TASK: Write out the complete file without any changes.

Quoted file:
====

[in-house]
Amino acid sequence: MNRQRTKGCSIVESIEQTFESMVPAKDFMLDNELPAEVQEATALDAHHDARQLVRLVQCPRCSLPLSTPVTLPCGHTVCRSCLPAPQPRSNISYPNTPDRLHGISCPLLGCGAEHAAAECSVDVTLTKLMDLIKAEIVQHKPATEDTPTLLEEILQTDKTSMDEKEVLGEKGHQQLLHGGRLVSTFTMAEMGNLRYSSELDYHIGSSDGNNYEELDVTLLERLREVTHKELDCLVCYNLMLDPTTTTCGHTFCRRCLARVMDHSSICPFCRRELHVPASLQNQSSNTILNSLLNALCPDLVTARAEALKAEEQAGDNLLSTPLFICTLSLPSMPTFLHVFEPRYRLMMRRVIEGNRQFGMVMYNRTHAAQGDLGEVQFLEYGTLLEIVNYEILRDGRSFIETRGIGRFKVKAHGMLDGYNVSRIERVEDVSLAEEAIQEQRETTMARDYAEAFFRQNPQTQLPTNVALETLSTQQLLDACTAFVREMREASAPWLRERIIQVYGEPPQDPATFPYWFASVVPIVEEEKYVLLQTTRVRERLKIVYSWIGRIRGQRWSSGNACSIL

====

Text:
[in-house]
Amino acid sequence: MNRQRTKGCSIVESIEQTFESMVPAKDFMLDNELPAEVQEATALDAHHDARQLVRLVQCPRCSLPLSTPVTLPCGHTVCRSCLPAPQPRSNISYPNTPDRLHGISCPLLGCGAEHAAAECSVDVTLTKLMDLIKAEIVQHKPATEDTPTLLEEILQTDKTSMDEKEVLGEKGHQQLLHGGRLVSTFTMAEMGNLRYSSELDYHIGSSDGNNYEELDVTLLERLREVTHKELDCLVCYNLMLDPTTTTCGHTFCRRCLARVMDHSSICPFCRRELHVPASLQNQSSNTILNSLLNALCPDLVTARAEALKAEEQAGDNLLSTPLFICTLSLPSMPTFLHVFEPRYRLMMRRVIEGNRQFGMVMYNRTHAAQGDLGEVQFLEYGTLLEIVNYEILRDGRSFIETRGIGRFKVKAHGMLDGYNVSRIERVEDVSLAEEAIQEQRETTMARDYAEAFFRQNPQTQLPTNVALETLSTQQLLDACTAFVREMREASAPWLRERIIQVYGEPPQDPATFPYWFASVVPIVEEEKYVLLQTTRVRERLKIVYSWIGRIRGQRWSSGNACSIL